The Betrayal is an historical fiction biography of John Calvin by Douglas Bond.  This book is sort of an additional AO8 History book for us, since we want to concentrate more on the Reformation than the curriculum allows, but since it is in the book bag, I don't think Jemimah has noticed that it is a school book. Heh heh heh.  We have only just started, so I can't tell you how we like it, but we read the John Knox book in the same series last year and enjoyed it, so we have high hopes.

Both my husband and I adored The Weirdstone of Brisingamen by Alan Garner as children, and so we really needed to introduce Jemimah to it as well.  It's a rule.  It's a book filled with wizards, goblins and other creatures, and if the weirdstone, which hangs on the bracelet that young Susan wears around her wrist, should fall into the hands of the morthbrood, the world will be powerless against Nastrong, the Great Spirit of Darkness. It's a thrilling fantasy adventure.  If you haven't read it, you really, really should.  Weirdstone is first in a trilogy.  The third book was written only a few years ago; Weirdstone itself was written in 1960.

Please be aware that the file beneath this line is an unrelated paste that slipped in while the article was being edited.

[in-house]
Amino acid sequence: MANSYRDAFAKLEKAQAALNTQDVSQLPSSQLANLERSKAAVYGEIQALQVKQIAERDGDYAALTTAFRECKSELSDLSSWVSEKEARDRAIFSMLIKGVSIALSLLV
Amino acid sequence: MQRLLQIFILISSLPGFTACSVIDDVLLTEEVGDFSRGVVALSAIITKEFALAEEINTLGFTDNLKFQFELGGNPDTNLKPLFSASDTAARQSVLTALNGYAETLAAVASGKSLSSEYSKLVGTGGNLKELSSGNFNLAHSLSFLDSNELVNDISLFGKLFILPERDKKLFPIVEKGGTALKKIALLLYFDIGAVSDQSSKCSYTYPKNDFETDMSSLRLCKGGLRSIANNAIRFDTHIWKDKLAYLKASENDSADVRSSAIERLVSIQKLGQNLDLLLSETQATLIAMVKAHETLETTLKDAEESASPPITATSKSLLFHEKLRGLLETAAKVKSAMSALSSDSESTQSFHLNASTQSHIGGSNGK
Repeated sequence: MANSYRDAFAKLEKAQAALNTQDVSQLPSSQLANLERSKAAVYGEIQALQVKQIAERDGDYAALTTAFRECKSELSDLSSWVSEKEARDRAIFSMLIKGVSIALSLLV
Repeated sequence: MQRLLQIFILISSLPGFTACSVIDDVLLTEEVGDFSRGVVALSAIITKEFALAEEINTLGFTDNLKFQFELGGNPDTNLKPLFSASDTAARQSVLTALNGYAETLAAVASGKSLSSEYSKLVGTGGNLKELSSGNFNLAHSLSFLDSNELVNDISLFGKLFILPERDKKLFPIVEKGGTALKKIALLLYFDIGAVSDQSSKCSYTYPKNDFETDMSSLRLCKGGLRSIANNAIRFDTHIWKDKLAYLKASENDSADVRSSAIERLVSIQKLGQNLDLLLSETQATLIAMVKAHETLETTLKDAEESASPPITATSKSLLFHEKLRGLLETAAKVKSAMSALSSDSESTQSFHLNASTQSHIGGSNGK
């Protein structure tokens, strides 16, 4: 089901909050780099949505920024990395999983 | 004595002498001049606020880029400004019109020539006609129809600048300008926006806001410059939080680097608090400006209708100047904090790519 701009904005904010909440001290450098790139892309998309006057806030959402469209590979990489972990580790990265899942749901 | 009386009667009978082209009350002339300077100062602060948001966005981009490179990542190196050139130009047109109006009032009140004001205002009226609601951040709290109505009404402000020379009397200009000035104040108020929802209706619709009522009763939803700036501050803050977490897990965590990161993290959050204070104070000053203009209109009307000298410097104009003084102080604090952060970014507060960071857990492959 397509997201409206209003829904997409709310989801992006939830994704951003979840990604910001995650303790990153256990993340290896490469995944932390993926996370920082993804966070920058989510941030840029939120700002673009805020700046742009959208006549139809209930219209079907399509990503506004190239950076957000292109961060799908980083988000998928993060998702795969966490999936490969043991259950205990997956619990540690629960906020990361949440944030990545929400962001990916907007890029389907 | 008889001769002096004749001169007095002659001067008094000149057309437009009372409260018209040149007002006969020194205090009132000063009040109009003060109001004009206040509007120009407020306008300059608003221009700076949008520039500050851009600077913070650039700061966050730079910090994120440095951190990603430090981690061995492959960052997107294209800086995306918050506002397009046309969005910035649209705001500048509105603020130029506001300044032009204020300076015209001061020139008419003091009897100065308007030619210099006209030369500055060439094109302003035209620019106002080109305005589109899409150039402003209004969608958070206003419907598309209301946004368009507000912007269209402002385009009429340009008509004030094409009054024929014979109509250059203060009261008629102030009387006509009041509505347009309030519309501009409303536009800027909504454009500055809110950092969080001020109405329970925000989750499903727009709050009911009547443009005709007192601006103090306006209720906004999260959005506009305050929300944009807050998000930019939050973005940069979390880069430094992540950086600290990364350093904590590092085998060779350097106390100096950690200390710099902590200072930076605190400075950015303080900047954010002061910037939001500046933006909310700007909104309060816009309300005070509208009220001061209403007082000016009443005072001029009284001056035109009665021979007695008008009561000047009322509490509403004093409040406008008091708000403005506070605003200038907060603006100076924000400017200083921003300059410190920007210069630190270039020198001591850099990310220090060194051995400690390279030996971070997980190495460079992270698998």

Why Aren't We Dead Yet by Aussie author, Idan Ben-Barak, is a witty introduction to our immune system and how we fight off infections.  It is absolutely fascinating, and is highly recommended to everybody except the anti-vax brigade, who probably won't like it at all.  This is what science books are supposed to be like.

Finally,  How Sleep the Brave by James Hunter. My favourite. It's a wonderful tale of action, adventure and romance, as well as good Reformed Presbyterian teaching, and tells the story of the suffering and perseverance of the Covenanters during the Killing Times in 17th Century Scotland. Those of you AO Forum gals who are reading Josephine Tey's The Story of Time might enjoy to read this one to get the opposite side of the story to that presented in Chapter 10 of Tey's book.You will learn what suffering for one's faith is all about.  This is real heroism. I love this book and can't recommend it highly enough.